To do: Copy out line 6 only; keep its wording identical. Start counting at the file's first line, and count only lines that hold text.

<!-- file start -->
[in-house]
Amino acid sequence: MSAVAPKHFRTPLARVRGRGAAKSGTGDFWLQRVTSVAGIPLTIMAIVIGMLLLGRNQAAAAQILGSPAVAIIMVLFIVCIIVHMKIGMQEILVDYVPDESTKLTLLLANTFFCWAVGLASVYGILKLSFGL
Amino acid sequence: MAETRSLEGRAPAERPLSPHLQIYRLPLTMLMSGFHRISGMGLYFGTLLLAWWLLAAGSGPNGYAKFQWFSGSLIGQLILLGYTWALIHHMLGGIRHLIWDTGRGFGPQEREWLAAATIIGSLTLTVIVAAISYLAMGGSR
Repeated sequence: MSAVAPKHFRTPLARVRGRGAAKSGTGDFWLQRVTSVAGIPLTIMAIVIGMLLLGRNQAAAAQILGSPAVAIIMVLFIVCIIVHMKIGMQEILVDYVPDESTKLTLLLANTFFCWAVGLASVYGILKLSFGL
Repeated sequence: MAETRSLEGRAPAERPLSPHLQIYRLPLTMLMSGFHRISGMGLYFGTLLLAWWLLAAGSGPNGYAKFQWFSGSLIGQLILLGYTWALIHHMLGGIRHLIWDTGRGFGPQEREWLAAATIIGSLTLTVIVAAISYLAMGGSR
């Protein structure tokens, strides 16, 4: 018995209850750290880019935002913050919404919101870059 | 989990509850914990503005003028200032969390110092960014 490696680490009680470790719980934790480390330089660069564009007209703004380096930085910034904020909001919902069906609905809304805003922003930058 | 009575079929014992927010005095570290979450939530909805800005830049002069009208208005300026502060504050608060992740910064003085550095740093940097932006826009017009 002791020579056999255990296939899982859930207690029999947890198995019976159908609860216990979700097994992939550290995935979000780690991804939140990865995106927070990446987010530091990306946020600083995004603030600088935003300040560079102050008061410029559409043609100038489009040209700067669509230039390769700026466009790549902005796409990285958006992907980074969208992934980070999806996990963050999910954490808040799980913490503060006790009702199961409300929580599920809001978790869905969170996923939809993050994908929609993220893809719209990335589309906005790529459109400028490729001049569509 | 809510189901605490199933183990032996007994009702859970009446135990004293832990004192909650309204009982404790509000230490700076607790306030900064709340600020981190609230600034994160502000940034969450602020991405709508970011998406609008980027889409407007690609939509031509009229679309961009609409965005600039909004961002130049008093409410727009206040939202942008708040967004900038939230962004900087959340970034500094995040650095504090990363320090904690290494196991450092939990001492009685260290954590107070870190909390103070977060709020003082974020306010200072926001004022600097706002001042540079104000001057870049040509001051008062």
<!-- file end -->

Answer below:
């Protein structure tokens, strides 16, 4: 018995209850750290880019935002913050919404919101870059 | 989990509850914990503005003028200032969390110092960014 490696680490009680470790719980934790480390330089660069564009007209703004380096930085910034904020909001919902069906609905809304805003922003930058 | 009575079929014992927010005095570290979450939530909805800005830049002069009208208005300026502060504050608060992740910064003085550095740093940097932006826009017009 002791020579056999255990296939899982859930207690029999947890198995019976159908609860216990979700097994992939550290995935979000780690991804939140990865995106927070990446987010530091990306946020600083995004603030600088935003300040560079102050008061410029559409043609100038489009040209700067669509230039390769700026466009790549902005796409990285958006992907980074969208992934980070999806996990963050999910954490808040799980913490503060006790009702199961409300929580599920809001978790869905969170996923939809993050994908929609993220893809719209990335589309906005790529459109400028490729001049569509 | 809510189901605490199933183990032996007994009702859970009446135990004293832990004192909650309204009982404790509000230490700076607790306030900064709340600020981190609230600034994160502000940034969450602020991405709508970011998406609008980027889409407007690609939509031509009229679309961009609409965005600039909004961002130049008093409410727009206040939202942008708040967004900038939230962004900087959340970034500094995040650095504090990363320090904690290494196991450092939990001492009685260290954590107070870190909390103070977060709020003082974020306010200072926001004022600097706002001042540079104000001057870049040509001051008062």